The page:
Biology is the scientific study of living organisms. The word ‘biology’ literally means the study of life, deriving from the Greek bios (life) logia (to study). It’s one of the three main branches of science, along with chemistry and physics.
Biology covers living things, whether human, plant or animal. As you’d expect from such a varied field, you’ll learn some incredibly interesting stuff. From DNA and microscopic cells to plant and animal evolution, biology covers many intriguing topics. You’ll also learn many transferable skills like researching, problem-solving and critical thinking.
Qualifications in biology open up many exciting career paths. Oxbridge offers both A-level Biology and GCSE Biology as separate online courses. In this blog, we'll explore the subject and how you can get started.
What You’ll Learn in GCSE Biology
A GCSE is a level 2 qualification. As such, a GCSE in Biology will give you a firm grasp of the fundamentals. You’ll cover five varied units, learning everything from broader human and animal-based topics right down to cell functions.
You’ll start off learning about the massive variety of life on earth. This will include everything you’d expect, like human and animal life, but will also involve things like fungi, bacteria and viruses. You’ll then learn just how much those things have in common biologically.
Next, you’ll study the building blocks of life – cells. You’ll see how animal and plant cells support life and the different methods they use. You’ll cover reproduction and see how genetics are inherited through DNA. There’s also an introduction to terms like metabolism, diffusion and osmosis as you learn how cells operate.
Ecology, the study of living things and their environments, is up next. You’ll learn all about incredible lifeforms around the world and how they have evolved to survive. Ecology looks into how environments change over time, focusing on how organisms compete or coexist. You’ll also get a glimpse into the circle of life – how animals consume energy and distribute it back into the environment.
In the final module, you’ll see how humans impact biology. You’ll study how human activity, such as deforestation, overfishing and intensive farming, changes environments and food chains. Then, you’ll learn how science will impact biology in the future through cloning and genetic engineering.
Overall, the Biology GCSE course is intended to prepare you for future study. After completion, you’d traditionally move on to A-level study.
What You’ll Learn in A-level Biology
A level 3 course, the A-level in biology is designed to expand on the knowledge you gained at GCSE level. It will give you a more in-depth understanding of the themes you’ve already covered while introducing new topics.
Cells and Organisms
You’ll begin the course by developing your knowledge of cells and organisms, studying biological molecules, proteins, enzymes and carbohydrates. Then, you’ll delve into the enthralling world of immunology. Have you ever wondered how our immune system fights diseases? By studying different cells and their roles, you’ll discover just how our body communicates to produce an immune response.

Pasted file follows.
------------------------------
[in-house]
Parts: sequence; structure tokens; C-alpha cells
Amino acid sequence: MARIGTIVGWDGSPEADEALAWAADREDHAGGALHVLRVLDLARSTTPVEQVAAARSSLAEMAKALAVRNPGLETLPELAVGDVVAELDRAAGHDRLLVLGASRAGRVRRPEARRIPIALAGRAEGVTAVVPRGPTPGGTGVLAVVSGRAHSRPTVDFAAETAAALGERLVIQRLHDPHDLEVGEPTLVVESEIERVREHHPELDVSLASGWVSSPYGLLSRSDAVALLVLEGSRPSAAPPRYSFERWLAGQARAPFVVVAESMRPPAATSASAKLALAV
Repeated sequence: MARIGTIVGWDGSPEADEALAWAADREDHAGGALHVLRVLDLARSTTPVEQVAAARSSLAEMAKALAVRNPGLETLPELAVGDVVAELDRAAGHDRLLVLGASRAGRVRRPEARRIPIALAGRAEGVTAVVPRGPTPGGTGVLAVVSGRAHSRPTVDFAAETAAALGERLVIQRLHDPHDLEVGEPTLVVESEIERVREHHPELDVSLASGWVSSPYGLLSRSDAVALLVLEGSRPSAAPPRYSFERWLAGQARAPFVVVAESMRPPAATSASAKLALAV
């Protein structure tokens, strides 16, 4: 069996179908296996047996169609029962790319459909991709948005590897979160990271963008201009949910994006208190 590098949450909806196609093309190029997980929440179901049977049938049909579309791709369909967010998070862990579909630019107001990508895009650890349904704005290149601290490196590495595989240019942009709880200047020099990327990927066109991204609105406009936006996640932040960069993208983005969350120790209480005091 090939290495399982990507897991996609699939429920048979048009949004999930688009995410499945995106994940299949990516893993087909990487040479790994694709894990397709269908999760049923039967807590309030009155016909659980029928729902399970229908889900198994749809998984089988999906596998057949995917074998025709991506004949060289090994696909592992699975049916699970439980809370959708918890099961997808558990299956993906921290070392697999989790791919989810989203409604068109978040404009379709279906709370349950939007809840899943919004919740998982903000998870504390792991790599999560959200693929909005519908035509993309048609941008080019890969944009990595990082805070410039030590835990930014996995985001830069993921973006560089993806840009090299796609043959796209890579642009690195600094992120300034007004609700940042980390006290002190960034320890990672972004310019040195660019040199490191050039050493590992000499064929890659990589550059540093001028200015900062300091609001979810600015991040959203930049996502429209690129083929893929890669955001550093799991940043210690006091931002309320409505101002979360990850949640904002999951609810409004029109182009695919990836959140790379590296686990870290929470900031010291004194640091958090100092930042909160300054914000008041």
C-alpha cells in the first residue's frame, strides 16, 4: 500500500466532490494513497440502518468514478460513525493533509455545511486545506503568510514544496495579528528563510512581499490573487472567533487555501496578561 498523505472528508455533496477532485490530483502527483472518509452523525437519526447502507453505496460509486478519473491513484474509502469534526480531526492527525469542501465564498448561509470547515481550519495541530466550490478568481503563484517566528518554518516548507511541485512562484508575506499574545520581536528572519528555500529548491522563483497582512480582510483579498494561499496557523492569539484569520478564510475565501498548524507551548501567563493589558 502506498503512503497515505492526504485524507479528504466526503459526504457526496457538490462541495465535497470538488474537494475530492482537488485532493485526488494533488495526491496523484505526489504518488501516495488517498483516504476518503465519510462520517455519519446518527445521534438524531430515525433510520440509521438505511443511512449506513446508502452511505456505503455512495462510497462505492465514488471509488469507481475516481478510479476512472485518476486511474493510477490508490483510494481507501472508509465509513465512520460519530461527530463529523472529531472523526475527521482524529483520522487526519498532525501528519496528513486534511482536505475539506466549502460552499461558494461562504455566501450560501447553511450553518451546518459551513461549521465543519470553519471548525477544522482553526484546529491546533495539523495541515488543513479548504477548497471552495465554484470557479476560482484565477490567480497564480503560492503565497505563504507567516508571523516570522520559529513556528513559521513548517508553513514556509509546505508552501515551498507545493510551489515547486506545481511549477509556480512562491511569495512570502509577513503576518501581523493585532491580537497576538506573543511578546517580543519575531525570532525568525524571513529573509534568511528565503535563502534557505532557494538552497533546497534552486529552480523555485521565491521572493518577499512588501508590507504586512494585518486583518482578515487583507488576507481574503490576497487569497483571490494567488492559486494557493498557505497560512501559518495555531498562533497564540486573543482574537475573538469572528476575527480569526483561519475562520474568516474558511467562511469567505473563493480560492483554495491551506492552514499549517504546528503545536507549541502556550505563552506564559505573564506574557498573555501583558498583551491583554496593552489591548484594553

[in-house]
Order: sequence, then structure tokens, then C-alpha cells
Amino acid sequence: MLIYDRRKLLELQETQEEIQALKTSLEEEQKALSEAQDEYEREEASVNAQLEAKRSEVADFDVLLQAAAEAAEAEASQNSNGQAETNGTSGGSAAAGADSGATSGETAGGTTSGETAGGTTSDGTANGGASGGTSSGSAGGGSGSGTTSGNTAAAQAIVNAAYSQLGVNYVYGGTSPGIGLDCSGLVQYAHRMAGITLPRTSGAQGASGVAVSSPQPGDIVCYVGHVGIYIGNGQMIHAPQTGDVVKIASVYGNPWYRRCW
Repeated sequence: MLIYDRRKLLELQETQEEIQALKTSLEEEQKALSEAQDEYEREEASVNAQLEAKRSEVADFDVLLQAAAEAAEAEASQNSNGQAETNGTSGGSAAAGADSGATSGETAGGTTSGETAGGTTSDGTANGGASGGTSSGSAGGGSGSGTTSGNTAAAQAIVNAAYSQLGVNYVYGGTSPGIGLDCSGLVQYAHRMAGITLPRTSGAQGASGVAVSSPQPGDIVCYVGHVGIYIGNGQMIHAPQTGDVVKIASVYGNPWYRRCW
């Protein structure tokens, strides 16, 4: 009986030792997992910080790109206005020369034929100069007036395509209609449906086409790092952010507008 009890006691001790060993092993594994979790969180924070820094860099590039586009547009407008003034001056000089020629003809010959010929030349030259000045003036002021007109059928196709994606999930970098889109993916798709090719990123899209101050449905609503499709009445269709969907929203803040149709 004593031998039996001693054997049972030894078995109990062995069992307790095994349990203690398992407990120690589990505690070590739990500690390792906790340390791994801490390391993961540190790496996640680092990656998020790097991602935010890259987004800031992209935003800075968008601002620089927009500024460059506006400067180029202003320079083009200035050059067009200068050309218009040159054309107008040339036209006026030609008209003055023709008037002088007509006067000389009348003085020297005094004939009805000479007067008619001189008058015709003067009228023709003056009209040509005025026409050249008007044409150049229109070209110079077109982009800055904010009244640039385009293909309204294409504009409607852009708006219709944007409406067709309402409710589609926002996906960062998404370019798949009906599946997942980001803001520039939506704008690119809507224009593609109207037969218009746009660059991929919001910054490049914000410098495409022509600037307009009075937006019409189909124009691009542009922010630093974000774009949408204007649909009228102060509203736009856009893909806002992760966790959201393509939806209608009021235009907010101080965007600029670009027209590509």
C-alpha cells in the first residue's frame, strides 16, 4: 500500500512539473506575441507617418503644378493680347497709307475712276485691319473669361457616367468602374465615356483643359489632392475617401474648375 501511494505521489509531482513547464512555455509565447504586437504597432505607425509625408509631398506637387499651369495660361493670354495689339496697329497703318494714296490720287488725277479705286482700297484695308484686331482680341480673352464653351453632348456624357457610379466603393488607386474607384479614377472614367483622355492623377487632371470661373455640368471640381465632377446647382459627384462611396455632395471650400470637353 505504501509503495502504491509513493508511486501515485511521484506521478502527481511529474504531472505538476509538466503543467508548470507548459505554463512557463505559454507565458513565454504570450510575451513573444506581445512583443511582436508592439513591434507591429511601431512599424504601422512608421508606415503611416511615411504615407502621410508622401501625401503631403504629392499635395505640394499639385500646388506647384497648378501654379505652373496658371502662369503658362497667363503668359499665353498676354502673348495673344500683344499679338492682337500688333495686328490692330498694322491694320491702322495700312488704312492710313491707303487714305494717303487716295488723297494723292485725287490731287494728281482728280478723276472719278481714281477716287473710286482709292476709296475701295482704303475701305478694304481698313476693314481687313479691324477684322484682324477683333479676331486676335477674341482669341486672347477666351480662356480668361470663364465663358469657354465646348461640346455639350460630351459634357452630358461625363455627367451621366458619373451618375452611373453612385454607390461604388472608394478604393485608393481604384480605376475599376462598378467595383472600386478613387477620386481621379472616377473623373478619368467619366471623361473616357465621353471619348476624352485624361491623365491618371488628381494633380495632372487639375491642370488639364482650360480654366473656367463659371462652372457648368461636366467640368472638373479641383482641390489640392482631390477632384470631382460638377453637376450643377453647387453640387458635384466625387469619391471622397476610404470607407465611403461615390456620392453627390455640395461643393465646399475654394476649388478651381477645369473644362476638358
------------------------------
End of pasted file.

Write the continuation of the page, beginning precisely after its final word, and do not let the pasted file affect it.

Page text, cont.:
Then, you’ll take a deep dive into how cells differ within environments. You’ll learn how substances exchange through membranes – and what that means for the body.
You’ll then move on to genetics. You’ll see how biology plays a role in our similarities and differences through DNA. Then, A-level Biology touches on DNA sequencing, environmental factors in diversity, and even natural selection.
The course then looks at energy transfer in plants, animals and bacteria. From respiration to photosynthesis, you’ll see how organisms get vital energy to survive. Then, you’ll see how they use this energy to respond to changes and stimulants in their environments.
To build on your knowledge of genetics, the Biology A-level course then concludes by looking at evolution and genetic code. You’ll study how animals and humans have evolved to suit their habitats. Then, you’ll explore the theory of natural selection. Finally, you’ll discover several factors that impact gene expression in humans – and how medical science might modify them for various reasons.
Once you’ve completed your course, many exciting possibilities are open to you.
Where a GCSE & A-level in Biology Can Take You
After completing their GCSE and A-level studies, many biology students continue to university. There, they complete degree studies in many scientific fields. Once they’ve completed their degree, there are many paths a biologist can consider:
- Scientific research
- Science teaching
- Animal biology
- Marine biology
- Forensic investigation
Many students may also choose to continue to postgraduate studies. You will need to get the required grades, however.
Of course, studying biology doesn’t mean you have to become a biologist. With its broad learning and transferrable skills, biology can lead you in many different directions.
A GCSE and A-level in biology give you excellent foundations for a career in sports and fitness. With your knowledge of the human body, you could look at careers in athletic performance, physiotherapy or personal training.
With your biology qualifications, you could also move into medical study. Within medicine, you might look at a career as a physician, dentist or pathologist.
Another route many biology students take is working with animals, with a range of careers in veterinary science, zoology and agriculture. As with medicine, biology qualifications are typically required to work with animals.
Why should you study your Biology GCSEs and A-levels online?
Want to kickstart a career in biology? With online Biology GCSE and A-level courses from Oxbridge, you can get the crucial qualifications you need. You’ll study in your own time and receive all the support and knowledge you need from expert tutors. To get started, take a look at our courses or get in touch today.